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Snow, sleet, freezing rain cancel school; more snow and ice on the way

 

winter-08-055.jpgClarksville awoke to the sound of sleet pelting windows; a glimpse outside revealed a wintry mix of snow and sleet coating the ground and turning roadways to a slick, slippery mess. Officials were quick to cancel school for the day in anticipation of a change to freezing rain by mid-morning, according to the National Weather Service.

At 8 a.m. today, side streets, walkways and parking lots remained snow covered and slippery. Driving is considered hazardous this morning; officials urge drivers who have to be on the roads to slow down and use extra caution when navigating slushy and snow-covered streets. Numerous accidents have been reported on I-24 and along the Kentucky-Tennessee state line.

The National Weather Service has issued a winter weather advisory for the region. «Read the rest of this article»

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Tennessee Equality Project educates citizens, provides lobbying strategies

 

TEP LogoGet a good night’s sleep, dress properly, be courteous, be on time, and be prepared. This sounds like advice for a job interview, but according the the folks at Tennessee Equality Project, it’s also good advice for preparing to meet one of your state legislators, which was why they were in town last Thursday.

TEP is gearing up for its annual “Advancing Equality Day on The Hill” event. The event will start on February 18 at 3:30 PM with a candidate training at the Red Restaurant at the Tribe Bar on Church Street. The candidate training is free and open to the public, and is meant for those who may be interested in or who are already running for state office. After the candidate training there will be a reception in the small room at Tribe starting at 6PM. The event continues the next morning with a breakfast meeting at the Rymer Art Gallery on 6th Avenue, where the Honorable Sherry Jones will deliver the keynote address. TEP will then relocate outside the office of Mr. Speaker Naifeh’s office while participants head out to meet with their legislators for the day. «Read the rest of this article»


The ultimate political heavyweight prize: Presidency of the United States of America

 

co-election-logo.JPGWhile others look at candidates in this year’s Presidential Primary as individuals competing against each other, I prefer to look at politics as the ultimate team competition. Presidential hopeful Barack Obama best illustrates this analogy. Right out of the box his competitors only concerns were how much of the black vote he could get, how well spoken he was and what his educational back ground was. Since then, many of them have been scrambling to play catch up based on their assumption that he was not a great team strategist.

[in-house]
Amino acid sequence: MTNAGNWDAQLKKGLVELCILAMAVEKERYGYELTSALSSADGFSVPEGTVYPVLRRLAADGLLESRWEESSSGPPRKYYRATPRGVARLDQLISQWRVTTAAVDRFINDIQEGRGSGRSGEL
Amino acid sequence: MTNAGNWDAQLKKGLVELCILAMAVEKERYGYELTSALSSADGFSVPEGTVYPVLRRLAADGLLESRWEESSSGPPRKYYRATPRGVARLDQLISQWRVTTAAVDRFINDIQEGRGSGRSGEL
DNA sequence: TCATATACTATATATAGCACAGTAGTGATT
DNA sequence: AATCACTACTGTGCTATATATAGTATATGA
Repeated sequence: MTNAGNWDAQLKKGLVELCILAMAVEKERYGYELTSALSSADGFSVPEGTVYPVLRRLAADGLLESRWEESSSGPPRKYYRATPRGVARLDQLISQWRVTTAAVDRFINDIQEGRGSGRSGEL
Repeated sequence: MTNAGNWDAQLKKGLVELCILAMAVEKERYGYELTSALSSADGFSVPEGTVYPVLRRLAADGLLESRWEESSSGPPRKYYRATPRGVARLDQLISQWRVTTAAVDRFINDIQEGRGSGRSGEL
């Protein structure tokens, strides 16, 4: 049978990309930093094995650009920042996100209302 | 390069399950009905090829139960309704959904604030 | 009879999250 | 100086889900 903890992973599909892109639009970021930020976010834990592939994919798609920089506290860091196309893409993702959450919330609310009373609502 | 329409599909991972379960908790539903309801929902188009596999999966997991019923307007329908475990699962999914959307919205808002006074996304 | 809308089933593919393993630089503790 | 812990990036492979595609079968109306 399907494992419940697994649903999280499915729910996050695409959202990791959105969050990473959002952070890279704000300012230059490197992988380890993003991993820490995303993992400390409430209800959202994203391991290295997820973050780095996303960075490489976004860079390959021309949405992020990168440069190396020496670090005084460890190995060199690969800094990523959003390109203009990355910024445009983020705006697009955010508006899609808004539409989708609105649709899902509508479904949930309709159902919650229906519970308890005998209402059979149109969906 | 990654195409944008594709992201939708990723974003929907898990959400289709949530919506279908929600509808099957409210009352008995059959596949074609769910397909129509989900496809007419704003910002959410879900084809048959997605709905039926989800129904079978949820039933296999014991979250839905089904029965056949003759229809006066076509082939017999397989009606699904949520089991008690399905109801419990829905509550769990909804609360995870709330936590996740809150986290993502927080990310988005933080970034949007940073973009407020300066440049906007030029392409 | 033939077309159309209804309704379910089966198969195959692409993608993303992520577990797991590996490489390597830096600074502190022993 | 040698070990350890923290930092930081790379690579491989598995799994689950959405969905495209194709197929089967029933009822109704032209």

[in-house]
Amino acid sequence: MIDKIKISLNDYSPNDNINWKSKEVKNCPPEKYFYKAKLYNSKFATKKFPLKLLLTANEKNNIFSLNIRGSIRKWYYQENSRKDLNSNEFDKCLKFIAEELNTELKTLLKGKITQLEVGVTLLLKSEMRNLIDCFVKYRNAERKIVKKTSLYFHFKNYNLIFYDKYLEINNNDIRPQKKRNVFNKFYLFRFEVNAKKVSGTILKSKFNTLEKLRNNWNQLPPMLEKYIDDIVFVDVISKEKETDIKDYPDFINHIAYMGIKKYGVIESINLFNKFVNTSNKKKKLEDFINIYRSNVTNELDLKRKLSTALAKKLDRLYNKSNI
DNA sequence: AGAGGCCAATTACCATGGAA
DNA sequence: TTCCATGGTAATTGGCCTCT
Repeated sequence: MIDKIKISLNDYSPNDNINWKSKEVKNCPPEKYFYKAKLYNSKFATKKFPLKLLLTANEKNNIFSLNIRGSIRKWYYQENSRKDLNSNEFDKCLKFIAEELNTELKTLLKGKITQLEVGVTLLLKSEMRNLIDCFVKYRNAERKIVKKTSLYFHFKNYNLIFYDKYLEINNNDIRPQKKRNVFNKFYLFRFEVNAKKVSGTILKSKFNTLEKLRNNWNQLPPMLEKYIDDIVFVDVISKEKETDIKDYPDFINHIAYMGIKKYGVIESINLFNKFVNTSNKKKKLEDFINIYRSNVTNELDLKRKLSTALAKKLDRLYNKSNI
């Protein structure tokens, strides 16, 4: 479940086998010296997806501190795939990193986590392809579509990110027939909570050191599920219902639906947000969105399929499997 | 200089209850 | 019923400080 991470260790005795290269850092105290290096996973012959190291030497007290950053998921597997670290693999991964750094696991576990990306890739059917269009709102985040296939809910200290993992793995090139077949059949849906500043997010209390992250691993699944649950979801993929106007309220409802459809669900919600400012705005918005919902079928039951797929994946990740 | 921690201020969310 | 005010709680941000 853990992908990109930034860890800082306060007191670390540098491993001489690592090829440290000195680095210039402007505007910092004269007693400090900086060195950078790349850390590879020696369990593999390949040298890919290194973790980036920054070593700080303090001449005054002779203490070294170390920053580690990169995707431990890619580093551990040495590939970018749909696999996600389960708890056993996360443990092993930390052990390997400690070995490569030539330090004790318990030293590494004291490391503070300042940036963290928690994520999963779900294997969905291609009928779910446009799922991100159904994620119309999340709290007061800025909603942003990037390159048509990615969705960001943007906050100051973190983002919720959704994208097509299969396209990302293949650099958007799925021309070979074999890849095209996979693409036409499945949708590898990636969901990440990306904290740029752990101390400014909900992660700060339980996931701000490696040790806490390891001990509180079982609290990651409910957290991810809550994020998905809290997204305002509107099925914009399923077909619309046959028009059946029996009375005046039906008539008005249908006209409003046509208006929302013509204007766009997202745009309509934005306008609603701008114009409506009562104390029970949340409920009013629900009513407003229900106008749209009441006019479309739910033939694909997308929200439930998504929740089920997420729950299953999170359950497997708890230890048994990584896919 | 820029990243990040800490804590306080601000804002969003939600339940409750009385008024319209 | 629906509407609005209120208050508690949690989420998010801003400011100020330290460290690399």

For years, less privileged Americans have had to read about the triumphs and victories of selected famous elected politicians in our history books. Each and every ingredient required to run for office is well documented and available to the people via internet, written publications, and media sources. But the right combination on how to apply those ingredients and how much to use for political success has always been the missing link among candidates struggling for local office — and the ultimate political heavyweight prize of them all, the Presidency of the United States of America. «Read the rest of this article»




Trickle down economics, rebates: Just “crumbs under the table”

 

The US deficit is a monstrosity. I don’t subscribe to the notion that owing money is ‘the American way’. If we must have an economic stimulus package, it should address some of our current problems instead of giving an across the board, meager handout to the middle and upper class. One critical example is funding clean alternative energy solutions.

Let’s say I am deep in debt. Would you suggest I borrow more money? That seems to be what the US government is doing. Our huge US trade deficit spending cannot go on forever. Eventually, someone will have to pay.

Giving $50 billion to businesses is lunacy. CEO’s ‘legally’ steal billions every year using ‘stock options’. They buy company shares at $5 and sell them the same day for $50. For some details on this immoral behavior see: http://www.corpwatch.org/ . Where does this money come from? It can’t just appear out of thin air. It must be related to low worker pay and lack of benefits – such as health care.

I know the opposition will lament: business rebates will create jobs. I think the ‘trickle down’ theory basically means ‘you can eat the crumbs that might happen to fall under my table’. Will any jobs created be decent paying careers for Americans? US Capitalism should not degrade into merely platinum collar theft.

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Justice Department asked to investigate Chad Youth Enhancement Center

 

hospital_483_chad-youth-center.jpg[Nashville TN] A black human rights organization in Nashville has asked the U.S. Department of Justice to conduct a criminal investigation and initiate civil litigation against a Middle Tennessee juvenile prison where two teens have been choked to death since 2005.

The organization, Power to the People, in a complaint to the special litigation section of the DOJ, charges that children detained at the Chad Youth Enhancement Center are subjected to “horrid” conditions and “cruel mistreatment.” Located in Ashland City, the juvenile prison houses about 90 troubled youth between the ages of 7 and 17, a large number of whom are black. «Read the rest of this article»